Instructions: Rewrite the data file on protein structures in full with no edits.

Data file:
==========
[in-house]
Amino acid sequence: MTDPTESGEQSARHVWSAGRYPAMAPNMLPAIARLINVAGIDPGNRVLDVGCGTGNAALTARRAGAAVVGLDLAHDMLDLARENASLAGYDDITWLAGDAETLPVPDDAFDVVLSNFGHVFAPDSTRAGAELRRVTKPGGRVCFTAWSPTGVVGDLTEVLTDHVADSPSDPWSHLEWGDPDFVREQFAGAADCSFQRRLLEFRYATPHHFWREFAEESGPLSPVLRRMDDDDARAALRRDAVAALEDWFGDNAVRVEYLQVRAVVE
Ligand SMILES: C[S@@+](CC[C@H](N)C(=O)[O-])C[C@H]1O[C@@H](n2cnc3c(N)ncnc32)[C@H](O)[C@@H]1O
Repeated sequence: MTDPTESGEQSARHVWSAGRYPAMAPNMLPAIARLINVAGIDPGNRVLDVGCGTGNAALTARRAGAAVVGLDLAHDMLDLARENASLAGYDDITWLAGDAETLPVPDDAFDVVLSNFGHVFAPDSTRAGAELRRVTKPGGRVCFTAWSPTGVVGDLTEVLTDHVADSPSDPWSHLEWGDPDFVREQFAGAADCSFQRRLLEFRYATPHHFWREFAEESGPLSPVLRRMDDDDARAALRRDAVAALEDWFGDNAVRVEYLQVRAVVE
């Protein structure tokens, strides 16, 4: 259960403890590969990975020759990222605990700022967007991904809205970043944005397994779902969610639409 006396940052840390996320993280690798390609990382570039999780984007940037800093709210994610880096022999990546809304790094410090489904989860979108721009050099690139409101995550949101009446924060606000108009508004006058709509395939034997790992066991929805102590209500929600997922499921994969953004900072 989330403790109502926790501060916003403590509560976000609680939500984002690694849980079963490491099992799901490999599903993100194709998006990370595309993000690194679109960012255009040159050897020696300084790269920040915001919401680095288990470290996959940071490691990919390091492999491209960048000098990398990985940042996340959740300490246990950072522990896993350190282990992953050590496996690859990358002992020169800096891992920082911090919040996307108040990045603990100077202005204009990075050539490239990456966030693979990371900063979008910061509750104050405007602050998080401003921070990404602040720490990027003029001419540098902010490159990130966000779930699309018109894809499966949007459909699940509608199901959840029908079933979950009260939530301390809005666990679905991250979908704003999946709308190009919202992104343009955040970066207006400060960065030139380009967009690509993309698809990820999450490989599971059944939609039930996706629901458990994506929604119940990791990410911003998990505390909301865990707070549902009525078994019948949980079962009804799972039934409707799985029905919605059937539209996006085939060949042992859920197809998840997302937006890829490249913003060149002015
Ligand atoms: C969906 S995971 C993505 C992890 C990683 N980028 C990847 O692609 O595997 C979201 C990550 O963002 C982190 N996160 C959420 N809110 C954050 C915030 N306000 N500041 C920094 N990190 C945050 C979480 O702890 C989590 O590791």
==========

[in-house]
Amino acid sequence: MTDPTESGEQSARHVWSAGRYPAMAPNMLPAIARLINVAGIDPGNRVLDVGCGTGNAALTARRAGAAVVGLDLAHDMLDLARENASLAGYDDITWLAGDAETLPVPDDAFDVVLSNFGHVFAPDSTRAGAELRRVTKPGGRVCFTAWSPTGVVGDLTEVLTDHVADSPSDPWSHLEWGDPDFVREQFAGAADCSFQRRLLEFRYATPHHFWREFAEESGPLSPVLRRMDDDDARAALRRDAVAALEDWFGDNAVRVEYLQVRAVVE
Ligand SMILES: C[S@@+](CC[C@H](N)C(=O)[O-])C[C@H]1O[C@@H](n2cnc3c(N)ncnc32)[C@H](O)[C@@H]1O
Repeated sequence: MTDPTESGEQSARHVWSAGRYPAMAPNMLPAIARLINVAGIDPGNRVLDVGCGTGNAALTARRAGAAVVGLDLAHDMLDLARENASLAGYDDITWLAGDAETLPVPDDAFDVVLSNFGHVFAPDSTRAGAELRRVTKPGGRVCFTAWSPTGVVGDLTEVLTDHVADSPSDPWSHLEWGDPDFVREQFAGAADCSFQRRLLEFRYATPHHFWREFAEESGPLSPVLRRMDDDDARAALRRDAVAALEDWFGDNAVRVEYLQVRAVVE
């Protein structure tokens, strides 16, 4: 259960403890590969990975020759990222605990700022967007991904809205970043944005397994779902969610639409 006396940052840390996320993280690798390609990382570039999780984007940037800093709210994610880096022999990546809304790094410090489904989860979108721009050099690139409101995550949101009446924060606000108009508004006058709509395939034997790992066991929805102590209500929600997922499921994969953004900072 989330403790109502926790501060916003403590509560976000609680939500984002690694849980079963490491099992799901490999599903993100194709998006990370595309993000690194679109960012255009040159050897020696300084790269920040915001919401680095288990470290996959940071490691990919390091492999491209960048000098990398990985940042996340959740300490246990950072522990896993350190282990992953050590496996690859990358002992020169800096891992920082911090919040996307108040990045603990100077202005204009990075050539490239990456966030693979990371900063979008910061509750104050405007602050998080401003921070990404602040720490990027003029001419540098902010490159990130966000779930699309018109894809499966949007459909699940509608199901959840029908079933979950009260939530301390809005666990679905991250979908704003999946709308190009919202992104343009955040970066207006400060960065030139380009967009690509993309698809990820999450490989599971059944939609039930996706629901458990994506929604119940990791990410911003998990505390909301865990707070549902009525078994019948949980079962009804799972039934409707799985029905919605059937539209996006085939060949042992859920197809998840997302937006890829490249913003060149002015
Ligand atoms: C969906 S995971 C993505 C992890 C990683 N980028 C990847 O692609 O595997 C979201 C990550 O963002 C982190 N996160 C959420 N809110 C954050 C915030 N306000 N500041 C920094 N990190 C945050 C979480 O702890 C989590 O590791």